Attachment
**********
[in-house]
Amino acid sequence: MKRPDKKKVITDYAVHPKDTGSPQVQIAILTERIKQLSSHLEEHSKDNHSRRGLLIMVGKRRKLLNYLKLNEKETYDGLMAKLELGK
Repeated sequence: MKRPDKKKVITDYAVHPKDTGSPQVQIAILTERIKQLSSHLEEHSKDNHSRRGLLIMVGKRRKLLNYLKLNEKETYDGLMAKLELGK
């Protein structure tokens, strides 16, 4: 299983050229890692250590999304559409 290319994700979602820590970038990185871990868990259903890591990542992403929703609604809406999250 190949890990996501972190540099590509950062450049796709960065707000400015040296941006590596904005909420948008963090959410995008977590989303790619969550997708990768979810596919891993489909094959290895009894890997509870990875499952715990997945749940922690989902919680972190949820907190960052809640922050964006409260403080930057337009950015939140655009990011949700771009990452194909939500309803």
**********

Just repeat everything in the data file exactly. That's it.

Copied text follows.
[in-house]
Amino acid sequence: MKRPDKKKVITDYAVHPKDTGSPQVQIAILTERIKQLSSHLEEHSKDNHSRRGLLIMVGKRRKLLNYLKLNEKETYDGLMAKLELGK
Repeated sequence: MKRPDKKKVITDYAVHPKDTGSPQVQIAILTERIKQLSSHLEEHSKDNHSRRGLLIMVGKRRKLLNYLKLNEKETYDGLMAKLELGK
């Protein structure tokens, strides 16, 4: 299983050229890692250590999304559409 290319994700979602820590970038990185871990868990259903890591990542992403929703609604809406999250 190949890990996501972190540099590509950062450049796709960065707000400015040296941006590596904005909420948008963090959410995008977590989303790619969550997708990768979810596919891993489909094959290895009894890997509870990875499952715990997945749940922690989902919680972190949820907190960052809640922050964006409260403080930057337009950015939140655009990011949700771009990452194909939500309803």